Hoya plants are a highly wax-like household of continuing, evergreen shrubs that comprise over 500 different varieties of indoor and outdoor creeping and vining succulents well known for their invasiveness and adventitious spread over open spaces and surfaces.
They’re known by many aliases, including Wax Vine, Wax Plant, or Wax Flower. Hoya plants trace their ancestry to tellurian, and rocky twining climbers found in most tropical Asian countries, including India, China, Malaysia, Thailand, Vietnam, New Guinea, Bangladesh, Australia, and The Philippines.
Wax Plants are widely propagated in commercial quantities for their multiple uses as furniture and cosmetics coatings, in automobiles, as well as food and confectionary industries. They are also low-maintenance garden plants that are simple enough for newbie propagators.
Propagating Hoya Plants from Stem Cuttings
Wax vines are also known as Milkweeds among botanists and can be easily propagated by stem cuttings. If this is your first time growing Wax Flowers, stem cuttings are your best bet for successful propagation.
Stem Cuttings are picked from a mature Hoya plant not less than 2-3 years old. You can use your fingers or a pair of clean, sharp garden scissors or knives to make your cuttings. Select the branches from the main stem with 2-4 leaves and 1-2 nodes.
The nodes show where the leaves grow on the stems; when propagated, new shoots emerge from the nodes. Any cutting that doesn’t have nodes on it will not root or grow new shoots.
Once your cuttings are readily severed from the main plant, nip off the residual leaves at the base of the cuttings and allow those closest to the crown. Remember to place the cuttings on a flat, warm, dry surface for some hours to allow the cut edges to heal.
Rooting the Stem Cuttings in Water
You can either root your cuttings in water or a Potting medium. Rooting in water is as easy as simply placing the calloused cuttings into a transparent glass jar with 3-4 inches of water poured into it.
With your cuttings in water, place the glass jar beside a well-illuminated window frame so that it gets sufficient indirect sunshine. Continue to replace the water in the jar every time it appears opaque and new growths can be expected after 3-6 months.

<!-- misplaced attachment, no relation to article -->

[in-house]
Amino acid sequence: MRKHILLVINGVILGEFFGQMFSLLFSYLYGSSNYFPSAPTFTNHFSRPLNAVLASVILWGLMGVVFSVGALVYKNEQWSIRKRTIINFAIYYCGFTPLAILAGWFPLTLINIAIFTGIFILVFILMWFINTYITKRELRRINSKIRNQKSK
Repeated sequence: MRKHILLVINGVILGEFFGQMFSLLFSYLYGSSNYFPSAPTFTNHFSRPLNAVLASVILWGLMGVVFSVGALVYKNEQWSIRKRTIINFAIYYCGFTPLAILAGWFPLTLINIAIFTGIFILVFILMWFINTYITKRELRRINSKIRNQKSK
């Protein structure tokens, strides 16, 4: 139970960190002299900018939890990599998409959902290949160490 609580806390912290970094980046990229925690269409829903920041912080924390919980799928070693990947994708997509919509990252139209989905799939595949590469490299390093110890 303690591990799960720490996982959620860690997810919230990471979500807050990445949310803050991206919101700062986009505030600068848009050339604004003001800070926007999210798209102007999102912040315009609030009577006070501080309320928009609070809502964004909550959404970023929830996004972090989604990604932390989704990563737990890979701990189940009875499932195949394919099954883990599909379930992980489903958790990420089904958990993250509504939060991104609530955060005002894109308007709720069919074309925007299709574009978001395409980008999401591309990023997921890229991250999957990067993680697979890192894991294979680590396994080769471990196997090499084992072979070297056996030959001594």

Once the roots grow to a 1-inch Length, you should transplant them in a Potting Mix immediately.
Rooting your Hoya Stem Cuttings in a Potting Medium
A more direct method of rooting the stem cuttings is in a Potting medium where they grow new roots and stems and develop into new plants much faster than water rooting.
With your Potting Mix specially prepared for the Wax Vines, pour some of the Potting Mix into the pot and make shallow 1-inch deep holes on the surface using your tiny finger or any sharp object.
Next, insert the cuttings into the holes and support them with more soil mix to fill all empty spaces; You can apply root hormones before planting if you wish to try it out. You should water the pot thoroughly afterwards and place it flat until it drains off all excess water completely.
Now, position the pot beside a window or door frame with sufficient shade to allow much indirect sunshine to hit the plant. When rooted in a Potting medium, they grow new roots and tender foliage within 4-6 weeks of planting.
Propagating Hoya Plants by Layering
You can also propagate your Wax Plants from a well-developed stem of about 3-6 inches in length by Layering if the stem has two or more nodes and fully grown leaves.
Bend the mature stem lower until it touches the soil surface in the pot, then pour some potting mix around it until it is buried under the soil mix. Ensure the stem remains attached to the mother plant and the leaves aren’t touching the soil surface to avoid rotting.
Use a pair of chopsticks or garden pegs to fix the stem in the soil, and new growths should emerge in a few weeks. You can cut off the stem after it grows new foliage and roots and transplants it like a stem cutting.
Propagating Hoya Plants by Seed Germination
Seed germination is the most natural way to propagate Wax Plants, so it eliminates most stress you’d undergo with other methods.